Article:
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Jed Boal and Mary Richards reportingAs you head out on the highway for fun this summer, you're bound to ride on segments of road in need of repair.
Don't worry. The Utah Department of Transportation (UDOT) understands. Its road builders say they know the condition of all of our interstates, highways, and state roads inch by inch.
Keeping up with the costly repairs -- that's the challenge. UDOT pavement condition engineer Russ Scovil has a real feel for the surface of Utah's roads. He works with a specially-equipped van that travels the interstates; arterials, like Bangerter Highway and Redwood Road; and collectors, like 500 East and 6200 South.
His van is called a "high-speed profiler." Three lasers mounted on the van's front bumper measure how many inches off the ground the truck moves as it rolls along. It's done on the International Roughness Index, or IRI.
"We're capturing the roughness of those roads, or the smoothness, however you want to look at it. That's what we call ride quality," Scovil said. "[The lasers] give us the roughness of the road, which is the surface texture measured in inches per mile. That's the vertical difference that the laser catches as the van goes down the road," Scovil explained.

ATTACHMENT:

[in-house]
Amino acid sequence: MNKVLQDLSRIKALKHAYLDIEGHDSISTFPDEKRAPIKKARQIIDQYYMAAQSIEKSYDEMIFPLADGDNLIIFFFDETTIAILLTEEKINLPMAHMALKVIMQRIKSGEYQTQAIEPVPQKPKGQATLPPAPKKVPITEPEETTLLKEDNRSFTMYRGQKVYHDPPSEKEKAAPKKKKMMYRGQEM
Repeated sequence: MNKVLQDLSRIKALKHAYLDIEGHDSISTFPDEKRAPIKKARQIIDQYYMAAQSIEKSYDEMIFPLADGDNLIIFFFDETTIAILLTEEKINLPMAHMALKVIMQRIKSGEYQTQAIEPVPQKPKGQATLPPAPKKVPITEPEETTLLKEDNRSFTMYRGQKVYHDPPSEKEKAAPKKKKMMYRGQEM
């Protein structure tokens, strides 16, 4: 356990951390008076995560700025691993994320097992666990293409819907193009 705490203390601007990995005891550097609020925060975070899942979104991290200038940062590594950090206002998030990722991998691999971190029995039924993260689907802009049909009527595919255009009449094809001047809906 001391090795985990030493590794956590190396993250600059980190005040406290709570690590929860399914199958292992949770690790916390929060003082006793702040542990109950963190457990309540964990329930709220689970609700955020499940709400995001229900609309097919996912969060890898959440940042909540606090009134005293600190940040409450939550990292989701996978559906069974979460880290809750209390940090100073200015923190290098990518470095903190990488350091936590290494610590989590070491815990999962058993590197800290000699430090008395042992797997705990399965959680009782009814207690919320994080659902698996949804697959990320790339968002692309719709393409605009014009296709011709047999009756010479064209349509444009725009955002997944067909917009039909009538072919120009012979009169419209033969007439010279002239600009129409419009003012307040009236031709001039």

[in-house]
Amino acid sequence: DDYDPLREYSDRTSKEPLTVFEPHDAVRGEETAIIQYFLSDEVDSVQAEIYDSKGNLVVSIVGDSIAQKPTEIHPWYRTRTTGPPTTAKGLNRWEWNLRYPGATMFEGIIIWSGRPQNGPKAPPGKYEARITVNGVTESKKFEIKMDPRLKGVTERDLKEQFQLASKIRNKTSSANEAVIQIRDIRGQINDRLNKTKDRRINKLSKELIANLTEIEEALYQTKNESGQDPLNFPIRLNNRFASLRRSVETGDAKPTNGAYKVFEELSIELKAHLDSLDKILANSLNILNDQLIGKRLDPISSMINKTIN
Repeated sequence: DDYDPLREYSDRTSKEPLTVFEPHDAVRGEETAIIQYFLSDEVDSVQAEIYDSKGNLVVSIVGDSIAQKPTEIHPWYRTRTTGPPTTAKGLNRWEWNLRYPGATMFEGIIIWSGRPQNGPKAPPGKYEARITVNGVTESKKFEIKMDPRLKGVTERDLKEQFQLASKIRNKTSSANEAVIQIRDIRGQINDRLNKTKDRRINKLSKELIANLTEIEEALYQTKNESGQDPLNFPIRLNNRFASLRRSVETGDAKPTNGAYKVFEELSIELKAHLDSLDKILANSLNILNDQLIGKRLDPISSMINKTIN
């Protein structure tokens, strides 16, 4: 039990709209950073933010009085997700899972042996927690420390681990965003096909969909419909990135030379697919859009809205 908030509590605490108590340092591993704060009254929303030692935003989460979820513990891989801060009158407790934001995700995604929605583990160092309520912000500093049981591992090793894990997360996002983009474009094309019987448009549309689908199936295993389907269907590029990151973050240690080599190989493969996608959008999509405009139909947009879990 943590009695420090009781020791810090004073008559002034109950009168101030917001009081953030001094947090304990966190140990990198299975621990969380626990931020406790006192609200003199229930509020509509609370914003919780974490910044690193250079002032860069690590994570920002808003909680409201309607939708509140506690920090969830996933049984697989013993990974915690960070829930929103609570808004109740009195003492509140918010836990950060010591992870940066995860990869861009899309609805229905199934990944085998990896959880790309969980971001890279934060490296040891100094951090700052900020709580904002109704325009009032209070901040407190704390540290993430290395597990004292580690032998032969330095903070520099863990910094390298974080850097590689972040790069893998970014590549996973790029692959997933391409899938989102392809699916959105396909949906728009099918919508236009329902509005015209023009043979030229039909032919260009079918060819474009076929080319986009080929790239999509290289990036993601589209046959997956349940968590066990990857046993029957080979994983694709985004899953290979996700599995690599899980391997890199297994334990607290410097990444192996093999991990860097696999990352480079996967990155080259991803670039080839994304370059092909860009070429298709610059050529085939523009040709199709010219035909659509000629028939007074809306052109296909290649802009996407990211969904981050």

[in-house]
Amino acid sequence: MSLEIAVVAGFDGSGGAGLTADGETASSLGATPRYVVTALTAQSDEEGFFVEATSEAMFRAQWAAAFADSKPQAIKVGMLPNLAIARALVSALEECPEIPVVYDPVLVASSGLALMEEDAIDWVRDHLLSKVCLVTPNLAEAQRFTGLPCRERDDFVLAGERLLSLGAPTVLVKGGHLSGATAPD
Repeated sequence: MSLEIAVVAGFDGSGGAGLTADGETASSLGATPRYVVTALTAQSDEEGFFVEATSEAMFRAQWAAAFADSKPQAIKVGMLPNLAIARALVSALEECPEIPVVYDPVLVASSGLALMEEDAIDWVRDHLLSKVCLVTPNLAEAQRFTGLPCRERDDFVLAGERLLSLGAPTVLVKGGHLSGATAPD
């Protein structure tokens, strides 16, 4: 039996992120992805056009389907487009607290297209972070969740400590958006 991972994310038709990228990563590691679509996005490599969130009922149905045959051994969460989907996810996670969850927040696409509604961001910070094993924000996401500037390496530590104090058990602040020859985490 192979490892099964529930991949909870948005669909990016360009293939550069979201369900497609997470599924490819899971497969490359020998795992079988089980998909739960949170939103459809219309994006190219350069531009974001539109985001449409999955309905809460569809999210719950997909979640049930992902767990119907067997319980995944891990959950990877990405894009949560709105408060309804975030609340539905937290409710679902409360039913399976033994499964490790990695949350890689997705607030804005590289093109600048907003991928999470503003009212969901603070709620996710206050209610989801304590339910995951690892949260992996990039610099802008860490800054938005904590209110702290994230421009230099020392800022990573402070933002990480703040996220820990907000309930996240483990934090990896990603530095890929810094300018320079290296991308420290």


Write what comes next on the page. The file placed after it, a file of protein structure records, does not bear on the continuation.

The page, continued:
It picks up cracks, surface distress and ruts in nearly 6,000 miles of road. "It's what our customers feel in the seat of their pants when they drive down the road," said Tim Rose, UDOT's director of asset management.
The data goes to an onboard computer, which pavement engineers analyze and project managers use to prioritize repairs.
Rose says the outside lane on all of Utah's state roads is checked once a year. Crews then know which roads to smooth out. "It's cheaper, over the life cycle of the road, to maintain it in good condition than it is to let it deteriorate then rebuild it," Rose said.
Interstate quality today meets their goals, but other roads don't. "Our arterials and collectors have fallen below our goals and are trending downward," Rose said.
Surface quality on major roads is down. Rising oil prices make asphalt more expense, and UDOT's transportation costs are up too. As construction costs rise, crews repair fewer miles of road.
But UDOT is looking for solutions. "What can we do different? How can we stretch our money? What kind of treatment can we do to add life to the roads? We've got several people looking at that, and we're not quite sure where we're going to go with that right now," Rose said.
UDOT has had money to build new roads, like Legacy Highway, and add lanes to others, like I-80. Funding for pavement repairs remained steady, so as the costs go up, crews repair less road.